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  1. ABSTRACT Most efforts to detect signatures of dynamical dark energy (DE) are focused on late times, z ≲ 2, where the DE component begins to dominate the cosmic energy density. Many theoretical models involving dynamical DE exhibit a ‘freezing’ equation of state however, where w → −1 at late times, with a transition to a ‘tracking’ behaviour at earlier times (with w ≫ −1 at sufficiently high redshift). In this paper, we study whether constraints on background distance indicators from large-scale structure (LSS) surveys in the post-reionization matter-dominated regime, 2 ≲ z ≲ 6, are sensitive to this behaviour, on the basis that the DE component should remain detectable (despite being strongly subdominant) in this redshift range given sufficiently precise observations. Using phenomenological models inspired by parameter space studies of Horndeski (generalized scalar-tensor) theories, we show how existing CMB and LSS measurements constrain the DE equation of state in the matter-dominated era, and examine how forthcoming galaxy surveys and 21 cm intensity mapping instruments can improve constraints in this regime at the background level. We also find that the combination of existing CMB and LSS constraints with DESI will already come close to offering the best possible constraints on H0 usingmore »BAO/galaxy power spectrum measurements, and that either a spectroscopic follow-up of the LSST galaxy sample (e.g. MegaMapper or SpecTel) or a Stage 2/PUMA-like intensity mapping survey, both at z ≳ 2, would offer better constraints on the class of models considered here than a comparable cosmic variance-limited galaxy survey at z ≲ 1.5.« less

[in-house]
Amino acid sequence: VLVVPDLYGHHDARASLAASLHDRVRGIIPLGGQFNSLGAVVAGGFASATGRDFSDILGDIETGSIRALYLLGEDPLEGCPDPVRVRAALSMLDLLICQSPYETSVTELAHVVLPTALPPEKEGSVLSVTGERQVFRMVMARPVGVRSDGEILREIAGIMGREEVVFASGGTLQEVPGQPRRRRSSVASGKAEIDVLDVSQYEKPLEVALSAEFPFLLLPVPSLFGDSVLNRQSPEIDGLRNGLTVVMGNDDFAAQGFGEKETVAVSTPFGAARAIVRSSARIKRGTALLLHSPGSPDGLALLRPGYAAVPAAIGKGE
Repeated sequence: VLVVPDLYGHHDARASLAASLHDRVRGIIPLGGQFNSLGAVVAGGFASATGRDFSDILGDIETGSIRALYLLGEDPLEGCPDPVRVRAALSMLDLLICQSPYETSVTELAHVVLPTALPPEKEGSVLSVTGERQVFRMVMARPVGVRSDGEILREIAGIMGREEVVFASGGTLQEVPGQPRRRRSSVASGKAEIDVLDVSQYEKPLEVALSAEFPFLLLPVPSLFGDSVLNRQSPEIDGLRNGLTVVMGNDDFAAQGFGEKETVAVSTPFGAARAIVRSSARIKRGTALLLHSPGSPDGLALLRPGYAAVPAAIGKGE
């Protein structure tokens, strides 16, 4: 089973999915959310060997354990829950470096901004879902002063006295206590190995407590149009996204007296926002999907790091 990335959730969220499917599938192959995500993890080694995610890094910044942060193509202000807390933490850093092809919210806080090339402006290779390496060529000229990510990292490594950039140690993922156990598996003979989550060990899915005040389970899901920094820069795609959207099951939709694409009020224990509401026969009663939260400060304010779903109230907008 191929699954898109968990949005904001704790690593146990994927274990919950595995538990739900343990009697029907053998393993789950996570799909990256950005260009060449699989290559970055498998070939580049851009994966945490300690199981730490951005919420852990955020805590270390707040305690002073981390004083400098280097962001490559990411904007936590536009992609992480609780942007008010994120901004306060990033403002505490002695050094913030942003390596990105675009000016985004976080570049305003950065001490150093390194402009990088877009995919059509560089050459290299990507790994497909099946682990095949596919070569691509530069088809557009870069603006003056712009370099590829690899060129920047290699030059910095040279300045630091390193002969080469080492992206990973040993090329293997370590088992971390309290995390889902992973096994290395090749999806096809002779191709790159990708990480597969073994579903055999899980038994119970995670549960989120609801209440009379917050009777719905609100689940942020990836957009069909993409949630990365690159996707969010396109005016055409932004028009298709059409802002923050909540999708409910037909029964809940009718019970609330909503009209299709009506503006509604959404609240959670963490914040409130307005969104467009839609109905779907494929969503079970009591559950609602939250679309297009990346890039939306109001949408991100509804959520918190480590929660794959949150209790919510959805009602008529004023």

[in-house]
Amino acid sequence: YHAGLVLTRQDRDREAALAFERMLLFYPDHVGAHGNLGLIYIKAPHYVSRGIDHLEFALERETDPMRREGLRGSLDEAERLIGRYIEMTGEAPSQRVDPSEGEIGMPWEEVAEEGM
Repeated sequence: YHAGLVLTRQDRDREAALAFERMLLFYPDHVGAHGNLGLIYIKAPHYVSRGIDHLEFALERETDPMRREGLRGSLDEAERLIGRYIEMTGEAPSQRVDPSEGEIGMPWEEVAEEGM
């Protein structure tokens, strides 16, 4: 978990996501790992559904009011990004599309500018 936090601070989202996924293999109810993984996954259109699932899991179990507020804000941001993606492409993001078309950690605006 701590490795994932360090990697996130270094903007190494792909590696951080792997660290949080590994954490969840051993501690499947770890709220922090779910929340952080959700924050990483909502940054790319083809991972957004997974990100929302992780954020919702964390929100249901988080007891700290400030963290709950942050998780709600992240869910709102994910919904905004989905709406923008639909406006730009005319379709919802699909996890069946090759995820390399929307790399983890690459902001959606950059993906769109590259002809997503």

Combining the visibilities measured by an interferometer to form a cosmological power spectrum is a complicated process. In a delay-based analysis, the mapping between instrumental and cosmological space is not a one-to-one relation. Instead, neighbouring modes contribute to the power measured at one point, with their respective contributions encoded in the window functions. To better understand the power measured by an interferometer, we assess the impact of instrument characteristics and analysis choices on these window functions. Focusing on the Hydrogen Epoch of Reionization Array (HERA) as a case study, we find that long-baseline observations correspond to enhanced low-k tails of the window functions, which facilitate foreground leakage, whilst an informed choice of bandwidth and frequency taper can reduce said tails. With simple test cases and realistic simulations, we show that, apart from tracing mode mixing, the window functions help accurately reconstruct the power spectrum estimator of simulated visibilities. The window functions depend strongly on the beam chromaticity and less on its spatial structure – a Gaussian approximation, ignoring side lobes, is sufficient. Finally, we investigate the potential of asymmetric window functions, down-weighting the contribution of low-k power to avoid foreground leakage. The window functions presented here correspond to themore »latest HERA upper limits for the full Phase I data. They allow an accurate reconstruction of the power spectrum measured by the instrument and will be used in future analyses to confront theoretical models and data directly in cylindrical space.